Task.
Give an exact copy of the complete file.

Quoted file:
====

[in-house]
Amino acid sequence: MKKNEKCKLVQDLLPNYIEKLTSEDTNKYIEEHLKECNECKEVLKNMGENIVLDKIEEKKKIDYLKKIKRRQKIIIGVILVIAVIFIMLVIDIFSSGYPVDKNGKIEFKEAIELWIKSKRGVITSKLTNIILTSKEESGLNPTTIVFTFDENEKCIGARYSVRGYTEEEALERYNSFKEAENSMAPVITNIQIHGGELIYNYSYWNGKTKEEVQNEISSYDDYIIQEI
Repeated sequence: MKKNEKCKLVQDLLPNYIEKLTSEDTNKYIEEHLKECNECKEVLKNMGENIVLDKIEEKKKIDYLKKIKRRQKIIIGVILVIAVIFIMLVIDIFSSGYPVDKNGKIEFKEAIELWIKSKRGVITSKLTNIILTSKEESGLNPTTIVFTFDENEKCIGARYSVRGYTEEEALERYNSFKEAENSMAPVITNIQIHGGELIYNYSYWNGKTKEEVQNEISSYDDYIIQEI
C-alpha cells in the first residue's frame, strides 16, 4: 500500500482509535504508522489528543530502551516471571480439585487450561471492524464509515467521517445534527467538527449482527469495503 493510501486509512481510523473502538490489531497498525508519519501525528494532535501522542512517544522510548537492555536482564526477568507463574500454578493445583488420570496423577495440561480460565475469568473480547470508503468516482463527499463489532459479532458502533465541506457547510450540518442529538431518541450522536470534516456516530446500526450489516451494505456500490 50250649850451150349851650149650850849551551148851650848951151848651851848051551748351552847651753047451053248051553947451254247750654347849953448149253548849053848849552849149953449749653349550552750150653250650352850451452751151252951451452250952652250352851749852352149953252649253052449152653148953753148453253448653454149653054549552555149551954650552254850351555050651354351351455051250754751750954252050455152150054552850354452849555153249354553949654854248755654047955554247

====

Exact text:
[in-house]
Amino acid sequence: MKKNEKCKLVQDLLPNYIEKLTSEDTNKYIEEHLKECNECKEVLKNMGENIVLDKIEEKKKIDYLKKIKRRQKIIIGVILVIAVIFIMLVIDIFSSGYPVDKNGKIEFKEAIELWIKSKRGVITSKLTNIILTSKEESGLNPTTIVFTFDENEKCIGARYSVRGYTEEEALERYNSFKEAENSMAPVITNIQIHGGELIYNYSYWNGKTKEEVQNEISSYDDYIIQEI
Repeated sequence: MKKNEKCKLVQDLLPNYIEKLTSEDTNKYIEEHLKECNECKEVLKNMGENIVLDKIEEKKKIDYLKKIKRRQKIIIGVILVIAVIFIMLVIDIFSSGYPVDKNGKIEFKEAIELWIKSKRGVITSKLTNIILTSKEESGLNPTTIVFTFDENEKCIGARYSVRGYTEEEALERYNSFKEAENSMAPVITNIQIHGGELIYNYSYWNGKTKEEVQNEISSYDDYIIQEI
C-alpha cells in the first residue's frame, strides 16, 4: 500500500482509535504508522489528543530502551516471571480439585487450561471492524464509515467521517445534527467538527449482527469495503 493510501486509512481510523473502538490489531497498525508519519501525528494532535501522542512517544522510548537492555536482564526477568507463574500454578493445583488420570496423577495440561480460565475469568473480547470508503468516482463527499463489532459479532458502533465541506457547510450540518442529538431518541450522536470534516456516530446500526450489516451494505456500490 50250649850451150349851650149650850849551551148851650848951151848651851848051551748351552847651753047451053248051553947451254247750654347849953448149253548849053848849552849149953449749653349550552750150653250650352850451452751151252951451452250952652250352851749852352149953252649253052449152653148953753148453253448653454149653054549552555149551954650552254850351555050651354351351455051250754751750954252050455152150054552850354452849555153249354553949654854248755654047955554247